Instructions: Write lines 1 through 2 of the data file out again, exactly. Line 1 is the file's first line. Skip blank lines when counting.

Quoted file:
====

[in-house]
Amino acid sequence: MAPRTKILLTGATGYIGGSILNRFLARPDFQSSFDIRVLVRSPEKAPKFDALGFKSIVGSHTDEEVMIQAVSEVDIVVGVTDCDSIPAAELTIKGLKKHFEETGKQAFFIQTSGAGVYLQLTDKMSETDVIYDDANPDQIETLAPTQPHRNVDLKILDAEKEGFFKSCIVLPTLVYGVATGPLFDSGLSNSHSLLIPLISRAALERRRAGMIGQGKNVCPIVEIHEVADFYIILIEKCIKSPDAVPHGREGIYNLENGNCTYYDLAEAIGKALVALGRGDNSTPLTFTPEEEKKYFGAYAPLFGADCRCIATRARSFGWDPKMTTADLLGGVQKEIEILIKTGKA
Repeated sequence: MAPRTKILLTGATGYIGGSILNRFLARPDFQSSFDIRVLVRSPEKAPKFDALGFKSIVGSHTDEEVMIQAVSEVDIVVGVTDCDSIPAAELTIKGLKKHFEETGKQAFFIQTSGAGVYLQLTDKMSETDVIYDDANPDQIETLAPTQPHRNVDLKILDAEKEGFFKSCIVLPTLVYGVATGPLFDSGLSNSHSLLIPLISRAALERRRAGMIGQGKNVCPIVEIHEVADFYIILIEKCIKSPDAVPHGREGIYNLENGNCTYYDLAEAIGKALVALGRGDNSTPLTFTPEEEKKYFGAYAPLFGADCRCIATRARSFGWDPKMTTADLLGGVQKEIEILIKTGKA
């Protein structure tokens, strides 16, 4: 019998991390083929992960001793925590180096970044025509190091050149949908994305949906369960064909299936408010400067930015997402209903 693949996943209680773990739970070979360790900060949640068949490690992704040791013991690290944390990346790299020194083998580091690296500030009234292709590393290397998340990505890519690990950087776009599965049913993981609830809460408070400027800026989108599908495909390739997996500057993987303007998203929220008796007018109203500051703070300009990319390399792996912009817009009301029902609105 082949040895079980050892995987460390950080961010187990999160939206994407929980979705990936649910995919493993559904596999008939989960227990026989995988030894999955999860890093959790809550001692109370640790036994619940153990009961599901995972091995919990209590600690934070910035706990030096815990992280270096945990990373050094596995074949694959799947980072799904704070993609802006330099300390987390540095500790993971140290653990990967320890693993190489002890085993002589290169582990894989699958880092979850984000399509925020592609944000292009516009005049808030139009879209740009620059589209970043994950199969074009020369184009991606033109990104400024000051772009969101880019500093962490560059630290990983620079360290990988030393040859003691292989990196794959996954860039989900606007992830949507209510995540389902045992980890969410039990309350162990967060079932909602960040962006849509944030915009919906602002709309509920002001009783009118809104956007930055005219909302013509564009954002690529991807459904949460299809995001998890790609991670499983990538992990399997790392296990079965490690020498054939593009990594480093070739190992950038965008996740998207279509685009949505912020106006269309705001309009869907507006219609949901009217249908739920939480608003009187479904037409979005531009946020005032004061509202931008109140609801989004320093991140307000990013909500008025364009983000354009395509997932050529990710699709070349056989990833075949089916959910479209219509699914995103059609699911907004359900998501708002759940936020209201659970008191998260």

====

[in-house]
Amino acid sequence: MAPRTKILLTGATGYIGGSILNRFLARPDFQSSFDIRVLVRSPEKAPKFDALGFKSIVGSHTDEEVMIQAVSEVDIVVGVTDCDSIPAAELTIKGLKKHFEETGKQAFFIQTSGAGVYLQLTDKMSETDVIYDDANPDQIETLAPTQPHRNVDLKILDAEKEGFFKSCIVLPTLVYGVATGPLFDSGLSNSHSLLIPLISRAALERRRAGMIGQGKNVCPIVEIHEVADFYIILIEKCIKSPDAVPHGREGIYNLENGNCTYYDLAEAIGKALVALGRGDNSTPLTFTPEEEKKYFGAYAPLFGADCRCIATRARSFGWDPKMTTADLLGGVQKEIEILIKTGKA